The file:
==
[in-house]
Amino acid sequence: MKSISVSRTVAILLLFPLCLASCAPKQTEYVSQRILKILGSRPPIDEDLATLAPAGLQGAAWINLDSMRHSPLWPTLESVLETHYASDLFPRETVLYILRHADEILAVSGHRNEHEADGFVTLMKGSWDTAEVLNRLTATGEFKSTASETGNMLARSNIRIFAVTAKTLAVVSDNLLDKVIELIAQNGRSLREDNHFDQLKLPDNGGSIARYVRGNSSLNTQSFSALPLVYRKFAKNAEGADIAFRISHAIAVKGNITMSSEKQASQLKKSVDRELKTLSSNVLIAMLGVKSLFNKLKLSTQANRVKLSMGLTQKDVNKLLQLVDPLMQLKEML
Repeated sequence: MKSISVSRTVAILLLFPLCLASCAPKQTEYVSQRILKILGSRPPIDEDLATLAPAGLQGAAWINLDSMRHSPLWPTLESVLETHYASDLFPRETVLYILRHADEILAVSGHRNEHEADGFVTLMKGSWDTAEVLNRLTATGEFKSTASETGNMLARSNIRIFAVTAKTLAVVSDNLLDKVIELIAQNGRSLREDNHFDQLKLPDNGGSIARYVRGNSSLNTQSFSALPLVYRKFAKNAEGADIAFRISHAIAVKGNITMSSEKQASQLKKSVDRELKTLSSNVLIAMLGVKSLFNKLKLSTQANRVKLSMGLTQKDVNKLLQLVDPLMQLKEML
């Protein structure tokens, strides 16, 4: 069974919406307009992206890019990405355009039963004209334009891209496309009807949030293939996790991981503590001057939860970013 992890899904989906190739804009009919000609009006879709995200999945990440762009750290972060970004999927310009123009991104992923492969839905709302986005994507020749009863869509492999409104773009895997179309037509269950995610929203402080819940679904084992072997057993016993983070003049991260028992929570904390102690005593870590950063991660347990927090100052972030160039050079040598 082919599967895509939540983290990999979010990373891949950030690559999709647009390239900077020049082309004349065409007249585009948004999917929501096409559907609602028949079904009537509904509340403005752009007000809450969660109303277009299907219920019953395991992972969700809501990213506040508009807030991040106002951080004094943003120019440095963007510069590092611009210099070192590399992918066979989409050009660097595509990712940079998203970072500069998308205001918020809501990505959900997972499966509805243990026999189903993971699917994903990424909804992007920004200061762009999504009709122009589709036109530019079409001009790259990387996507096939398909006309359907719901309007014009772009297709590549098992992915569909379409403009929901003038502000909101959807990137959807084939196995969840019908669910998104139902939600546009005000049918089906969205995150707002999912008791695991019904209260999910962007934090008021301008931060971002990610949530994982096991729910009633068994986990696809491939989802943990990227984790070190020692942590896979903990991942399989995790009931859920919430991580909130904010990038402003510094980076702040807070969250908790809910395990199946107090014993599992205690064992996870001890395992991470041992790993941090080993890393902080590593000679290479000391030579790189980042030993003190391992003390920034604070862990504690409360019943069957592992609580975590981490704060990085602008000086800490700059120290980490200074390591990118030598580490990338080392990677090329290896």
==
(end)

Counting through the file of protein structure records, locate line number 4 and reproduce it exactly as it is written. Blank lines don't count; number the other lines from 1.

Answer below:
């Protein structure tokens, strides 16, 4: 069974919406307009992206890019990405355009039963004209334009891209496309009807949030293939996790991981503590001057939860970013 992890899904989906190739804009009919000609009006879709995200999945990440762009750290972060970004999927310009123009991104992923492969839905709302986005994507020749009863869509492999409104773009895997179309037509269950995610929203402080819940679904084992072997057993016993983070003049991260028992929570904390102690005593870590950063991660347990927090100052972030160039050079040598 082919599967895509939540983290990999979010990373891949950030690559999709647009390239900077020049082309004349065409007249585009948004999917929501096409559907609602028949079904009537509904509340403005752009007000809450969660109303277009299907219920019953395991992972969700809501990213506040508009807030991040106002951080004094943003120019440095963007510069590092611009210099070192590399992918066979989409050009660097595509990712940079998203970072500069998308205001918020809501990505959900997972499966509805243990026999189903993971699917994903990424909804992007920004200061762009999504009709122009589709036109530019079409001009790259990387996507096939398909006309359907719901309007014009772009297709590549098992992915569909379409403009929901003038502000909101959807990137959807084939196995969840019908669910998104139902939600546009005000049918089906969205995150707002999912008791695991019904209260999910962007934090008021301008931060971002990610949530994982096991729910009633068994986990696809491939989802943990990227984790070190020692942590896979903990991942399989995790009931859920919430991580909130904010990038402003510094980076702040807070969250908790809910395990199946107090014993599992205690064992996870001890395992991470041992790993941090080993890393902080590593000679290479000391030579790189980042030993003190391992003390920034604070862990504690409360019943069957592992609580975590981490704060990085602008000086800490700059120290980490200074390591990118030598580490990338080392990677090329290896």